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FNA | Family List | FNA Vol. 2 | Zamiaceae

1. Zamia Linnaeus, Sp. Pl., ed. 2. 2: 659. 1762.

[Derivation equivocal, perhaps from misreading of Latin azania, a kind of pine cone, or from Latin zamia, loss, from the "sterile appearance" of the pollen cones]

Stems often branched, subterranean to aboveground. Leaves broadly oblong-elliptic; leaflets entire to coarsely dentate, without midribs, venation dichotomous but appearing parallel. Cones distinctly peduncled. Pollen cones more slender than seed cones. x = 8.

Species ca. 30 (1 in the flora): subtropics and tropics, North America, Mexico, West Indies, Central America, South America.


Duncan, W. H. 1979. Zamia (Cycadaceae) new for Georgia. Sida 8: 115--116.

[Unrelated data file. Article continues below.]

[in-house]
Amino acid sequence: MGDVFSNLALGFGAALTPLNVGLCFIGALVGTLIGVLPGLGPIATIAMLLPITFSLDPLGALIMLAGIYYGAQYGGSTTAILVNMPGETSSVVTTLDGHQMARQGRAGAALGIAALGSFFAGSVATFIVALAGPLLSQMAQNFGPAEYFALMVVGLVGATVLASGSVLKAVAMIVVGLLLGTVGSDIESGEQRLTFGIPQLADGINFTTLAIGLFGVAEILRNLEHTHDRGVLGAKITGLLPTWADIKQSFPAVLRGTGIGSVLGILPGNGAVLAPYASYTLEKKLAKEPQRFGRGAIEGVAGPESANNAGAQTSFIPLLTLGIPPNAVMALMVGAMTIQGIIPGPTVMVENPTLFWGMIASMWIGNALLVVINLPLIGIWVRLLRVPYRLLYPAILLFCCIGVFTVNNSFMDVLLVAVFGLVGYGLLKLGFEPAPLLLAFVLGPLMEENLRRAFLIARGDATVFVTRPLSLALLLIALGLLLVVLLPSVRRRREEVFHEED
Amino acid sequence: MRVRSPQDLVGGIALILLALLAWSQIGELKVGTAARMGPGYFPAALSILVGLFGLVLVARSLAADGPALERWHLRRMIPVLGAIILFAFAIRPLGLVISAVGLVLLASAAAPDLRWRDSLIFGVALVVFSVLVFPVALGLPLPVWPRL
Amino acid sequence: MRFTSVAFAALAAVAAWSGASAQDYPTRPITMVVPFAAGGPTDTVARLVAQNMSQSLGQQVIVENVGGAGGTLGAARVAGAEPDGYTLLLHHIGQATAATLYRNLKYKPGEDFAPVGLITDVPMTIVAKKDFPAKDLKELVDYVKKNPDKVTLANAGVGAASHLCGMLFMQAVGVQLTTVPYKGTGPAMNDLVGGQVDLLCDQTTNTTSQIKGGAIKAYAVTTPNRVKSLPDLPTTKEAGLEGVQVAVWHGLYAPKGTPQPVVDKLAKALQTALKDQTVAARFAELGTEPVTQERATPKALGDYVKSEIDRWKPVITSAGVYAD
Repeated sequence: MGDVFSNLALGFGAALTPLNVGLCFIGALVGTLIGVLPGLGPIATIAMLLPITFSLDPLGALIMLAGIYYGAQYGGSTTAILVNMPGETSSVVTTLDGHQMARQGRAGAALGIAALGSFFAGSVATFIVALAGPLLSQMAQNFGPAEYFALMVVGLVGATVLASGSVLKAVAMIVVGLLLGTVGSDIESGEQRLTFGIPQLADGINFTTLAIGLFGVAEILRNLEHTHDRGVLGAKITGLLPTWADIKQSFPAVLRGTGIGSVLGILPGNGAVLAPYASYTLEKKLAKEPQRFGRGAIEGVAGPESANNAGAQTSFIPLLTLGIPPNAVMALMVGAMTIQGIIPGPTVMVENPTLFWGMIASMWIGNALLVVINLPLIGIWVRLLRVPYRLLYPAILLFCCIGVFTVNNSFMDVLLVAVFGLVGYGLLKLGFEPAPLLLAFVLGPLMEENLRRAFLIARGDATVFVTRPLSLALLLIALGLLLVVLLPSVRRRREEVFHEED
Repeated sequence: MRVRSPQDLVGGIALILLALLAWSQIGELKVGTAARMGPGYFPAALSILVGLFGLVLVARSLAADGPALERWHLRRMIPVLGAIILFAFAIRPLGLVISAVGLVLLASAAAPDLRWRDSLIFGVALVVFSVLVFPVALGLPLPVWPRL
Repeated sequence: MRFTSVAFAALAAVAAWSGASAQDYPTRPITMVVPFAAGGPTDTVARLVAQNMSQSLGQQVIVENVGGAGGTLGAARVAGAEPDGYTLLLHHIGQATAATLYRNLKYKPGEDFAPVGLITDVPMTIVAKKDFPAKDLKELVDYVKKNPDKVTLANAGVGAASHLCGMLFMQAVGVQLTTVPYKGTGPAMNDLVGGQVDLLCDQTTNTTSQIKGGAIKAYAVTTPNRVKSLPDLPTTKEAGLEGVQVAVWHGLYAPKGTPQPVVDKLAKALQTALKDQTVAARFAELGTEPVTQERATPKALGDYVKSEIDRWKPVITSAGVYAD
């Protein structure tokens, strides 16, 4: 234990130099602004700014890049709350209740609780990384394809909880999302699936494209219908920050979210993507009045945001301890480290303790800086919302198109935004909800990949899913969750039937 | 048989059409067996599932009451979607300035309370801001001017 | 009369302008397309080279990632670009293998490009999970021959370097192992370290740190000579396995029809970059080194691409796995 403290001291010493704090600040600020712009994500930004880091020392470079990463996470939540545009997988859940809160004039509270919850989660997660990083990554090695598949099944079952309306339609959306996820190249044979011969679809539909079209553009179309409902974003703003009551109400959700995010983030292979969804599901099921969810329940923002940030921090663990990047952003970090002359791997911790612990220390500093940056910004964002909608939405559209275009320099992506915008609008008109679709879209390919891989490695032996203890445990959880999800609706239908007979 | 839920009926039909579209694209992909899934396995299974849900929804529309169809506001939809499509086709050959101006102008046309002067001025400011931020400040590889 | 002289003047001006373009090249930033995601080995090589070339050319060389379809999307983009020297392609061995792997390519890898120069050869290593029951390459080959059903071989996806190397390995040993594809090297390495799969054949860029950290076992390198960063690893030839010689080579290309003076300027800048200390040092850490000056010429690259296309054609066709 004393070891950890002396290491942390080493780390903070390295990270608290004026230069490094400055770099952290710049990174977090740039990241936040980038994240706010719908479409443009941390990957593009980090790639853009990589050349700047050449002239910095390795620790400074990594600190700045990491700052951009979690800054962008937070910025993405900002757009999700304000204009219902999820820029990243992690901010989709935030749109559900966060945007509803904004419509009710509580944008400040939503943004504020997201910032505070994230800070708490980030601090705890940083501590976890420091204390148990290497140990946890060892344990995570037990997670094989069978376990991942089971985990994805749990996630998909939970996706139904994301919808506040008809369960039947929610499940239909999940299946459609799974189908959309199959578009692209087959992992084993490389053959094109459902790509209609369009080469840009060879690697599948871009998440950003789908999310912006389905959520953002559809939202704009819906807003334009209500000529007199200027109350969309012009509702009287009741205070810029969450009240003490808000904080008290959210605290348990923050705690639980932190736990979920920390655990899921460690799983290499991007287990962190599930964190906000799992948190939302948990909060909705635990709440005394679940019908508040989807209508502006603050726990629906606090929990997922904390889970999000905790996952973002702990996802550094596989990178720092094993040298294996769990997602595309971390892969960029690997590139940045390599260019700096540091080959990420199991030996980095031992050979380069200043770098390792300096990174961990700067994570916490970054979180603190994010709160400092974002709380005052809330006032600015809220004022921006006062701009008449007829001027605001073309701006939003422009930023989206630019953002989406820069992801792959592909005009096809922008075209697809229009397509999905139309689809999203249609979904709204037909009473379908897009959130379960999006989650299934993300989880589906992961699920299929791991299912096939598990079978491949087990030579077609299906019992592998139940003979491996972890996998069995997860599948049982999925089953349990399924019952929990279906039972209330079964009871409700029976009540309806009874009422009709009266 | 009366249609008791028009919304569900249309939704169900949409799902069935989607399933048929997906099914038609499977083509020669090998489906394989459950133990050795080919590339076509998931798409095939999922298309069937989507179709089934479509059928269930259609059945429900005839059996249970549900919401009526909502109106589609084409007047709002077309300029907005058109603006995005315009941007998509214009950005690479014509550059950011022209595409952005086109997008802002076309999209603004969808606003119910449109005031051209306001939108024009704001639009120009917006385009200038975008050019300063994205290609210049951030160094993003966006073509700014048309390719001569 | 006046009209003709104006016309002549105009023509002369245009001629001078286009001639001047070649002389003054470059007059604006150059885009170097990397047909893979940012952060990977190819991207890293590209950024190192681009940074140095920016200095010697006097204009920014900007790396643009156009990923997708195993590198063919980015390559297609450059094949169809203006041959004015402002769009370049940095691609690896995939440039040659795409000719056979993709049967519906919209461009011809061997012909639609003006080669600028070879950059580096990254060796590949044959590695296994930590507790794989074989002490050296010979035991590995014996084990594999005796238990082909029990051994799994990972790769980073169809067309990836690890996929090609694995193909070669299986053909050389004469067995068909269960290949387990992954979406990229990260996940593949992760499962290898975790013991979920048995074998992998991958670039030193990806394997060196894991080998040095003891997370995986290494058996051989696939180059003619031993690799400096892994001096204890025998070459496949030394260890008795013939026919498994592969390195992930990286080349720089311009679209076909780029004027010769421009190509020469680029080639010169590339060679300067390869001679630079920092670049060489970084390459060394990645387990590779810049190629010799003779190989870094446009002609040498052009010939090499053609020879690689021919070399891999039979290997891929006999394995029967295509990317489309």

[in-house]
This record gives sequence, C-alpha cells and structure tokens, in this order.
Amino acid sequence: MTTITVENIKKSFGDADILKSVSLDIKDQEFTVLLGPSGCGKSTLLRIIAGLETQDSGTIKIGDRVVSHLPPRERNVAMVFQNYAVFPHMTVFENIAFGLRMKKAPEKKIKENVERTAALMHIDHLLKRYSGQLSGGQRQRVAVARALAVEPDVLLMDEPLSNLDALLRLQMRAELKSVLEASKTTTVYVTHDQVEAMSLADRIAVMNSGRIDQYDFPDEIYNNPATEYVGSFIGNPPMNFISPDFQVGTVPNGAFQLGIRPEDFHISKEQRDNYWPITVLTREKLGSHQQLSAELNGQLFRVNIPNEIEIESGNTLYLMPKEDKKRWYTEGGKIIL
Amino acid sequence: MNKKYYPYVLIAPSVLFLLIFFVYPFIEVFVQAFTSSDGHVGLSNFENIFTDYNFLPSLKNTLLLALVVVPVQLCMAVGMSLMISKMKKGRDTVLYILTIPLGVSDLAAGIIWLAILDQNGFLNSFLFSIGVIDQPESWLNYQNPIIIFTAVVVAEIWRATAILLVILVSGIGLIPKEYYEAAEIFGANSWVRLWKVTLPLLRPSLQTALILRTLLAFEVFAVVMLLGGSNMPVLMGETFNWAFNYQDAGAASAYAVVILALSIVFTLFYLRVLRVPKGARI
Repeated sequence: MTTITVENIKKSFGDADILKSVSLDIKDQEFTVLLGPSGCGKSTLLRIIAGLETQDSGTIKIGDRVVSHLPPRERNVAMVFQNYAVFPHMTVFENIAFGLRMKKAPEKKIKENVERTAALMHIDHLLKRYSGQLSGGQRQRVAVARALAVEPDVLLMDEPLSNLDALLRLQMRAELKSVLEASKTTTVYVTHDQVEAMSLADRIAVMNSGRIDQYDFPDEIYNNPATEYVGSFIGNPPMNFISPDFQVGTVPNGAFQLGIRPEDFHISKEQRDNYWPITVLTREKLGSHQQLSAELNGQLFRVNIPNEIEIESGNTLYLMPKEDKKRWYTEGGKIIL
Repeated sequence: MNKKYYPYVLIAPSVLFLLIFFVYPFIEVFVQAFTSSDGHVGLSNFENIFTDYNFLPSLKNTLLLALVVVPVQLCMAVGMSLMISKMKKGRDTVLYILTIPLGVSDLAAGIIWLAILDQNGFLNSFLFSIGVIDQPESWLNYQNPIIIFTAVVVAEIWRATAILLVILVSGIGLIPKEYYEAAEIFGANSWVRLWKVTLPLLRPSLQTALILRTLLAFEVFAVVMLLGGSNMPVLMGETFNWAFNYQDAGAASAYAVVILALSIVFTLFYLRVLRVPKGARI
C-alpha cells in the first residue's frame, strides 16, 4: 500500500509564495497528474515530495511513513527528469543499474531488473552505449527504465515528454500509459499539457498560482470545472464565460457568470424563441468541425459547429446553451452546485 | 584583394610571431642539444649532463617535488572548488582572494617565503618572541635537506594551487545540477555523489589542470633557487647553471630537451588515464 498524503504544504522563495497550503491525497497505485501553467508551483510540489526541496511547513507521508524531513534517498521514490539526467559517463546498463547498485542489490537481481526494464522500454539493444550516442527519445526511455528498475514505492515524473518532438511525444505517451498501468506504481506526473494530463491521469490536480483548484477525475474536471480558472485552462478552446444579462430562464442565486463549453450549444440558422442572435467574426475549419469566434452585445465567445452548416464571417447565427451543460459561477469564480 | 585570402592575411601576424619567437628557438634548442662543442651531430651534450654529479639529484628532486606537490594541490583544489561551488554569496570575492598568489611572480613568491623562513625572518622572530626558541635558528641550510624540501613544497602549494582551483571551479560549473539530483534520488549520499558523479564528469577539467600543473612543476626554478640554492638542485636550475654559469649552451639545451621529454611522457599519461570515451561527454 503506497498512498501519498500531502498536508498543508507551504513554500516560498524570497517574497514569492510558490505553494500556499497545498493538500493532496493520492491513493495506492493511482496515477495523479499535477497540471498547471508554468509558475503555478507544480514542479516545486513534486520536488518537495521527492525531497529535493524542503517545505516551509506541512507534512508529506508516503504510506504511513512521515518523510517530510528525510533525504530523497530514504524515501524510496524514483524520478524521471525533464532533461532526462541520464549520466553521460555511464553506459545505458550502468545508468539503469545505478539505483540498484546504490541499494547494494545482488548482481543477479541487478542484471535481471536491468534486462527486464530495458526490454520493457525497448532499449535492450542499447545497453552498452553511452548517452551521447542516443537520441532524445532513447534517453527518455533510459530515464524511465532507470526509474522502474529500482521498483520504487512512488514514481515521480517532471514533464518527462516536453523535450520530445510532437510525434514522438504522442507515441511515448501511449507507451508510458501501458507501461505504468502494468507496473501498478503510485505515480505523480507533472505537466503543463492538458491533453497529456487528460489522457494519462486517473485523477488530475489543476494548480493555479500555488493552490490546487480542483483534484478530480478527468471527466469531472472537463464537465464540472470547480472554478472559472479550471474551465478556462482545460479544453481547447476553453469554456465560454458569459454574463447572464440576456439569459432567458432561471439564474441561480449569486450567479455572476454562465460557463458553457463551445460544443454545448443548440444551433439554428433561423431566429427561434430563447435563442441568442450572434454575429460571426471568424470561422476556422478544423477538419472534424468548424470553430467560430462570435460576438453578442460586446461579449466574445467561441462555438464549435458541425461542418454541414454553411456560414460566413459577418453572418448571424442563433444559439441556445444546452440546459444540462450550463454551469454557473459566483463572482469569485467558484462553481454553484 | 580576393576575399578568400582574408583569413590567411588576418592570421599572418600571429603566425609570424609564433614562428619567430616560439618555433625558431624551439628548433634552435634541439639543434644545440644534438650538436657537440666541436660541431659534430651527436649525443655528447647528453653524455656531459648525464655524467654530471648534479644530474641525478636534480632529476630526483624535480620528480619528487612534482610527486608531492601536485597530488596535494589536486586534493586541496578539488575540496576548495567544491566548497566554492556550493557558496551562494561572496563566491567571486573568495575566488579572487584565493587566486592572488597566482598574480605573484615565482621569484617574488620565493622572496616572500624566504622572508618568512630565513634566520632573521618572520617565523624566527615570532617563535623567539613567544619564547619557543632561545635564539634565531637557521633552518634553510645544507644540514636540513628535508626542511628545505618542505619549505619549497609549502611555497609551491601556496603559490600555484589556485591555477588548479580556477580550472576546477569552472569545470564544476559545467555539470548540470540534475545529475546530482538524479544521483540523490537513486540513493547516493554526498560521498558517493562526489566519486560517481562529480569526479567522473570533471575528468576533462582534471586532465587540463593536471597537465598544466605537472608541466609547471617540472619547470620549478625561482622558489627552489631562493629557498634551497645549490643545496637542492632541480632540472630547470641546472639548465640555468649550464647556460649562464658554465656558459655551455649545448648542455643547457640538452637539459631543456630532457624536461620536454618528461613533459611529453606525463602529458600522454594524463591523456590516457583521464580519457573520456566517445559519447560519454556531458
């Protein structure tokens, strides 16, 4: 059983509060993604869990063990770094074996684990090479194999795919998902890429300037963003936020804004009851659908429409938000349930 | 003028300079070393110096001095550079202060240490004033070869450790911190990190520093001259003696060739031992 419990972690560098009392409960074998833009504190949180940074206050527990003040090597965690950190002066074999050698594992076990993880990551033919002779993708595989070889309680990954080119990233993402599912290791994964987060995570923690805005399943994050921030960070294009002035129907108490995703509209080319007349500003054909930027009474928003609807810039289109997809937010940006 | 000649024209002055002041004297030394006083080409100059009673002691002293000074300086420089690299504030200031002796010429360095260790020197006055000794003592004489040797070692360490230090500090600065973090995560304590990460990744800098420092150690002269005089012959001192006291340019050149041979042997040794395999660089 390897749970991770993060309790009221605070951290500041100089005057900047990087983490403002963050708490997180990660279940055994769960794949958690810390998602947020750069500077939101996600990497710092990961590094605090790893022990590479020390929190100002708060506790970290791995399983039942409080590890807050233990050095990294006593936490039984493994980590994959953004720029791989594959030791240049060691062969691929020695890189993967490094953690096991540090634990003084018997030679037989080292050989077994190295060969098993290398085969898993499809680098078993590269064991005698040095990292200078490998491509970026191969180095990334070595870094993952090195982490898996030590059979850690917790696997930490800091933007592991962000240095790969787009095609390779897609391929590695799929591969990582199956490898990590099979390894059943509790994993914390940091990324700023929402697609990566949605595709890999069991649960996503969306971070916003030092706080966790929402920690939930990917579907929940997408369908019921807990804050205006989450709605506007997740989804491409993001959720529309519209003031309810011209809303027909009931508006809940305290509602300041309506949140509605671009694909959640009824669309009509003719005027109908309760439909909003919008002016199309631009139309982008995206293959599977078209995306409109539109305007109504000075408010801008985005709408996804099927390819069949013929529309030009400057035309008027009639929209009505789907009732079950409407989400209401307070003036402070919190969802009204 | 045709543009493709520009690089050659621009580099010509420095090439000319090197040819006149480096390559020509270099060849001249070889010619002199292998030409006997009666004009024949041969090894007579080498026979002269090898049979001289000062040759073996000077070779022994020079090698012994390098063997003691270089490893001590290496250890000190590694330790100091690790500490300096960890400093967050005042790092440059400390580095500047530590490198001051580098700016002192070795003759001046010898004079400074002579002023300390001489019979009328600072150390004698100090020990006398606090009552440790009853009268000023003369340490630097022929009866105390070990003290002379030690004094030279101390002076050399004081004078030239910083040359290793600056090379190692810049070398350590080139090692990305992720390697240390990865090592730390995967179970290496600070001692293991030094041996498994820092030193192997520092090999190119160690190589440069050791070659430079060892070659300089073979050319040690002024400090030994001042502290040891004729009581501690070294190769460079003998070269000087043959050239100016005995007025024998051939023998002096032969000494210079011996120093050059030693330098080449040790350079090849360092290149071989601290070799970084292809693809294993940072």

Eckenwalder, J. E. 1980. Dispersal of the West Indian cycad Zamia pumila L. Biotropica 12: 79--80.
Eckenwalder, J. E. 1980b. Taxonomy of the West Indian cycads. J. Arnold Arbor. 61: 701--722.
Hardin, J. W. 1971. Studies of the southeastern United States flora. II. The gymnosperms. J. Elisha Mitchell Sci. Soc. 87: 43--50.
Kral, R. 1983b. Cycadaceae: Zamia integrifolia Ait. In: R. Kral, ed. 1983. A Report on Some Rare, Threatened, or Endangered Forest-related Vascular Plants of the South. Washington. Pp. 20--23. [U.S.D.A., Techn. Publ. R8-TP 2.]
Landry, G. P. 1980. The Ecology and Variation of Zamia pumila L. in Florida. M.S. thesis. Louisiana State University.
Stevenson, D. W. 1987. Again the West Indian zamias. Fairchild Trop. Gard. Bull. 42(3): 23--27.
Stevenson, D. W. 1987b. Comments on character distribution, taxonomy and nomenclature of the genus Zamia L. in the West Indies and Mexico. Encephalartos 9: 3--7.
Ward, D. B., ed. N.d. Rare and Endangered Biota of Florida. Vol. 5. Plants. Gainesville. Pp. 122--124.

Lower Taxon


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